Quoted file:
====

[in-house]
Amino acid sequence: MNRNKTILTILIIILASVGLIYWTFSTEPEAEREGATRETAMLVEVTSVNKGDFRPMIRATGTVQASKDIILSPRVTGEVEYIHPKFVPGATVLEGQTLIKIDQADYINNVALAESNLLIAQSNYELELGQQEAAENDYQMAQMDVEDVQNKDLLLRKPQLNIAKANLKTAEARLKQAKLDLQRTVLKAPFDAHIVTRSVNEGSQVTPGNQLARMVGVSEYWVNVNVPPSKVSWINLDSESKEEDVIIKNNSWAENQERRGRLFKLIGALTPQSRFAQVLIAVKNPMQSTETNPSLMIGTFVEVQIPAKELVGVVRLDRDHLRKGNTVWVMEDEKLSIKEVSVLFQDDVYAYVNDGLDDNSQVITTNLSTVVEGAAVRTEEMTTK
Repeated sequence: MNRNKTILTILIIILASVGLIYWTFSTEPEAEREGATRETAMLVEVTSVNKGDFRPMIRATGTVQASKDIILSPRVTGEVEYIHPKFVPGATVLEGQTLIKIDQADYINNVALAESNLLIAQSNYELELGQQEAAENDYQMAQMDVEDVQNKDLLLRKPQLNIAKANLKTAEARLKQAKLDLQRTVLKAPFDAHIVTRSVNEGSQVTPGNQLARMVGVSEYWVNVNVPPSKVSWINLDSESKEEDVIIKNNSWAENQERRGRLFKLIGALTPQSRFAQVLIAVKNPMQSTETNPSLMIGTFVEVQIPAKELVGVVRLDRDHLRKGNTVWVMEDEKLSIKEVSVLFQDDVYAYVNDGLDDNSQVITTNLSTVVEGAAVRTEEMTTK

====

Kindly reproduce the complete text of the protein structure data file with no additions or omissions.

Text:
[in-house]
Amino acid sequence: MNRNKTILTILIIILASVGLIYWTFSTEPEAEREGATRETAMLVEVTSVNKGDFRPMIRATGTVQASKDIILSPRVTGEVEYIHPKFVPGATVLEGQTLIKIDQADYINNVALAESNLLIAQSNYELELGQQEAAENDYQMAQMDVEDVQNKDLLLRKPQLNIAKANLKTAEARLKQAKLDLQRTVLKAPFDAHIVTRSVNEGSQVTPGNQLARMVGVSEYWVNVNVPPSKVSWINLDSESKEEDVIIKNNSWAENQERRGRLFKLIGALTPQSRFAQVLIAVKNPMQSTETNPSLMIGTFVEVQIPAKELVGVVRLDRDHLRKGNTVWVMEDEKLSIKEVSVLFQDDVYAYVNDGLDDNSQVITTNLSTVVEGAAVRTEEMTTK
Repeated sequence: MNRNKTILTILIIILASVGLIYWTFSTEPEAEREGATRETAMLVEVTSVNKGDFRPMIRATGTVQASKDIILSPRVTGEVEYIHPKFVPGATVLEGQTLIKIDQADYINNVALAESNLLIAQSNYELELGQQEAAENDYQMAQMDVEDVQNKDLLLRKPQLNIAKANLKTAEARLKQAKLDLQRTVLKAPFDAHIVTRSVNEGSQVTPGNQLARMVGVSEYWVNVNVPPSKVSWINLDSESKEEDVIIKNNSWAENQERRGRLFKLIGALTPQSRFAQVLIAVKNPMQSTETNPSLMIGTFVEVQIPAKELVGVVRLDRDHLRKGNTVWVMEDEKLSIKEVSVLFQDDVYAYVNDGLDDNSQVITTNLSTVVEGAAVRTEEMTTK